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01.06.2014 | Experimental Study | Ausgabe 6/2014

Knee Surgery, Sports Traumatology, Arthroscopy 6/2014

Influence of basal support and early loading on bone cartilage healing in press-fitted osteochondral autografts

Zeitschrift:
Knee Surgery, Sports Traumatology, Arthroscopy > Ausgabe 6/2014
Autoren:
Tomasz L. Nosewicz, Mikel L. Reilingh, Martin Wolny, C. Niek van Dijk, Georg N. Duda, Hanna Schell
Wichtige Hinweise
Study performed at the Julius Wolff Institute and Center for Musculoskeletal Surgery, Charité-Universitätsmedizin Berlin, Germany.

Abstract

Purpose

The influence of basal graft support combined to early loading following an osteochondral autograft procedure is unclear. It was hypothesized that bottomed grafts may allow for early mobilization by preventing graft subsidence and leading to better healing.

Methods

Osteochondral autografts were press fitted in the femoral condyles of 24 sheep (one graft per animal). In the unbottomed group (n = 12), a gap of 2 mm was created between graft and recipient bone base. In the bottomed group (n = 12), the graft firmly rested on recipient bone. Animals were allowed immediate postoperative weightbearing. Healing times were 3 and 6 months per group (n = 6 per subgroup). After killing, histological and histomorphometric analyses were performed.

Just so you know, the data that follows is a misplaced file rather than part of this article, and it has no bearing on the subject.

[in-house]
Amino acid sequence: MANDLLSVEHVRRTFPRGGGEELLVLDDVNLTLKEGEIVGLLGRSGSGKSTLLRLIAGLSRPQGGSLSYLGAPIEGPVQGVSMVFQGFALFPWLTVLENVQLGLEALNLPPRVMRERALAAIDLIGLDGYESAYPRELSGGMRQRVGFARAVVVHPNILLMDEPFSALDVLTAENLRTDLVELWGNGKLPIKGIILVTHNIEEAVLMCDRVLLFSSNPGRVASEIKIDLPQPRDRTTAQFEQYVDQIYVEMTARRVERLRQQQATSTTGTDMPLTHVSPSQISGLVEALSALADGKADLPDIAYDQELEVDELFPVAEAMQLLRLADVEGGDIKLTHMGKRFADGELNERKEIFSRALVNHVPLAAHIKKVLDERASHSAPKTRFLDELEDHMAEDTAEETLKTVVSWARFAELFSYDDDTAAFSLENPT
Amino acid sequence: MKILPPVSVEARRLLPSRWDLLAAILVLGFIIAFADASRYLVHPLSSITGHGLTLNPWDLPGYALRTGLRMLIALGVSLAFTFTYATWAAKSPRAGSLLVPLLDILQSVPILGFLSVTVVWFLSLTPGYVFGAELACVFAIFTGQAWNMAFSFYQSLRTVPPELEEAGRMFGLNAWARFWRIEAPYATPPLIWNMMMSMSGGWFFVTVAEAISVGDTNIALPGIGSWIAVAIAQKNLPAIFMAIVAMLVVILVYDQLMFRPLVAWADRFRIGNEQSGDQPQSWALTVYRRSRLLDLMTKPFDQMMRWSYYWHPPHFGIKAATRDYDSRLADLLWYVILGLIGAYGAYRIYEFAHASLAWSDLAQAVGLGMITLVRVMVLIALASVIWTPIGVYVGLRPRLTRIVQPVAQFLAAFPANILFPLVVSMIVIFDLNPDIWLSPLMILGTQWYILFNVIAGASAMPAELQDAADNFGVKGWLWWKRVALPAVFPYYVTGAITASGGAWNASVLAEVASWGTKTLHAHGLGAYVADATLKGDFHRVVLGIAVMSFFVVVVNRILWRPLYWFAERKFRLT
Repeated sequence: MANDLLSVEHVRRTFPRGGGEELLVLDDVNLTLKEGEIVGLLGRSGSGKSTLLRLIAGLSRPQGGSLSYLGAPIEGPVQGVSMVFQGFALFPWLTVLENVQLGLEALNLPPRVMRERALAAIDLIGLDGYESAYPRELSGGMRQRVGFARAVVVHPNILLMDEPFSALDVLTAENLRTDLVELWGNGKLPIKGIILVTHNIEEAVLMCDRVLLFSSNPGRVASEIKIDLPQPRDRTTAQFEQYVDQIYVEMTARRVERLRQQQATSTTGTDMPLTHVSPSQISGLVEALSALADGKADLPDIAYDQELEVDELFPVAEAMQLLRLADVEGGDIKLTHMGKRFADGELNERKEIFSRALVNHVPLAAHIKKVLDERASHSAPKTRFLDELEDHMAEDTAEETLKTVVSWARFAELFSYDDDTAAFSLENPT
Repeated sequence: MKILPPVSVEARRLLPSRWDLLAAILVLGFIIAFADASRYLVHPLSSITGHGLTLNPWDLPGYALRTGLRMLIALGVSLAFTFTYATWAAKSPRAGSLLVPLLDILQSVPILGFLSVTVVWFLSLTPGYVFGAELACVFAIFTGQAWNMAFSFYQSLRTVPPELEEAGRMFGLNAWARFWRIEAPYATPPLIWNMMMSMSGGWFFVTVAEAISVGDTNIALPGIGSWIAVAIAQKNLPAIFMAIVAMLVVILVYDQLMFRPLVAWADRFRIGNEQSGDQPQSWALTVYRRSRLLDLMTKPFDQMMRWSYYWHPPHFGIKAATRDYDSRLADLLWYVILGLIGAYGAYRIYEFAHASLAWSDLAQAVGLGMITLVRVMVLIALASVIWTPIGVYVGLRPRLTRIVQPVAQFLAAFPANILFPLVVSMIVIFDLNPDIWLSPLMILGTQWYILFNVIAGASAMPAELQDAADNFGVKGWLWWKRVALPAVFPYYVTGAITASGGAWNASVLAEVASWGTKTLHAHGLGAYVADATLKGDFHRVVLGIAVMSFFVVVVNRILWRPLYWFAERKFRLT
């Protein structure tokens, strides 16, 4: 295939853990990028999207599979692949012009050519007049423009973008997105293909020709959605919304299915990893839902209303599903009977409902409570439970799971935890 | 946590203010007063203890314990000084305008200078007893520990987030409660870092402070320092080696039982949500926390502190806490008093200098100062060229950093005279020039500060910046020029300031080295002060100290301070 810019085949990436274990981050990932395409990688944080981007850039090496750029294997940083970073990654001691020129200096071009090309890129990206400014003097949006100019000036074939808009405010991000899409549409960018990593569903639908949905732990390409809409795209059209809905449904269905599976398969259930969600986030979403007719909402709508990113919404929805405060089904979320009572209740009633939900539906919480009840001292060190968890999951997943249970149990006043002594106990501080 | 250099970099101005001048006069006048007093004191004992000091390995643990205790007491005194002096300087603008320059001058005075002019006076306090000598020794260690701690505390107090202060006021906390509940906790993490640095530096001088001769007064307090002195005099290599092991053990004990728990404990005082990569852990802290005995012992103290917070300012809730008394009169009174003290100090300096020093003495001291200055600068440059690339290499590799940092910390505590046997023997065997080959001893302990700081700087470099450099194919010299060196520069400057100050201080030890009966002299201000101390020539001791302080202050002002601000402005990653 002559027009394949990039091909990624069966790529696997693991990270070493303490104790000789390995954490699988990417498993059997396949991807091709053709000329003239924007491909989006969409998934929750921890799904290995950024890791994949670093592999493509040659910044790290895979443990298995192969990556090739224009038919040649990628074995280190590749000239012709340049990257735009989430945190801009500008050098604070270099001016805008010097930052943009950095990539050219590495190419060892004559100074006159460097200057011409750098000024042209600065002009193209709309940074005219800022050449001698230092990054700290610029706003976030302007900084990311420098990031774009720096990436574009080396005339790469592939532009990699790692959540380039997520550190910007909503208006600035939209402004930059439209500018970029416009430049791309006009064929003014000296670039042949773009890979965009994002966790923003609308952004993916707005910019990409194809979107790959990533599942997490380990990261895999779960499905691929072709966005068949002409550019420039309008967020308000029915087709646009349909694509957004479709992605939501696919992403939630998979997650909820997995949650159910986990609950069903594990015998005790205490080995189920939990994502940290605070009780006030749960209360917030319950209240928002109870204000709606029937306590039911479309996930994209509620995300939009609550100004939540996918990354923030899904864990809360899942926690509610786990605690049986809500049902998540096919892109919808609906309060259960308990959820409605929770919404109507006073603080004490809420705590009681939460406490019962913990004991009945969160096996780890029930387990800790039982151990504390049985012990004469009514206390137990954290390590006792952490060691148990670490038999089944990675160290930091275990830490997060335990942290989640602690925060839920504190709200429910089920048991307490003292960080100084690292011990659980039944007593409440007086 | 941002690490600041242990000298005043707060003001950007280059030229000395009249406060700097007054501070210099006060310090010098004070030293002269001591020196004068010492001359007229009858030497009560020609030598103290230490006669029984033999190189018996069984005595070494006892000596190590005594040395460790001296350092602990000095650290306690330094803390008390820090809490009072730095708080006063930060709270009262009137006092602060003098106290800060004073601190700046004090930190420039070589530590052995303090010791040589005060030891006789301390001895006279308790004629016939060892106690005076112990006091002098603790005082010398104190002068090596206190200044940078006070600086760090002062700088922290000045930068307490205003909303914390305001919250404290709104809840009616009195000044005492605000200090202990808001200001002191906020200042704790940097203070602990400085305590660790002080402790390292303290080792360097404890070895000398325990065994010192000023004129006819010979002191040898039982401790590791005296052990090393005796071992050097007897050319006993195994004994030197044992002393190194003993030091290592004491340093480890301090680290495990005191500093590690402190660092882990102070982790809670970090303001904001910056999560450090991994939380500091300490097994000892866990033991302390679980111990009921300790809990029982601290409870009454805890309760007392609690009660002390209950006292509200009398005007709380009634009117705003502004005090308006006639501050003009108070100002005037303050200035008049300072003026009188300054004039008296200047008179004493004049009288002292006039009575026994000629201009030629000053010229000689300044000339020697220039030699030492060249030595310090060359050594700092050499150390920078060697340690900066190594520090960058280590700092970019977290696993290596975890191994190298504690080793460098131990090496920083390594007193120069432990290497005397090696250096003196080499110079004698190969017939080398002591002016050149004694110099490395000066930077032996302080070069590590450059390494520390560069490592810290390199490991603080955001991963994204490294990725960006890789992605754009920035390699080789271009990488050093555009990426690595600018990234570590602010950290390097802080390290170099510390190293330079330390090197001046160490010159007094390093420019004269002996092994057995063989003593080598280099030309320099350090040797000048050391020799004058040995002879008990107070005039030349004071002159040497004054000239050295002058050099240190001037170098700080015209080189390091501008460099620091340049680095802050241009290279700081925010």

Results

Unbottomed grafts at 3 months showed significantly more graft subsidence (P = 0.024), significantly less mineralized bone (P = 0.028) and significantly worse cartilage and subchondral bone plate healing (P = 0.034) when compared to bottomed grafts. At 6 months, no differences were seen. Compared to the native situation, unbottomed grafts showed significantly more graft subsidence (P = 0.024), whereas bottomed grafts did not. Cystic lesions were seen in both groups. Osteoclasts were closely related to the degree of bone remodelling.

Conclusion

In the animal model, in the case of early loading, bottomed osteochondral autografts have less chance of graft subsidence. Evident subsidence negatively influences the histological healing process. In the osteochondral autograft procedure, full graft support should be aimed for. This may allow for early mobilization, diminish graft subsidence and improve long-term integration.

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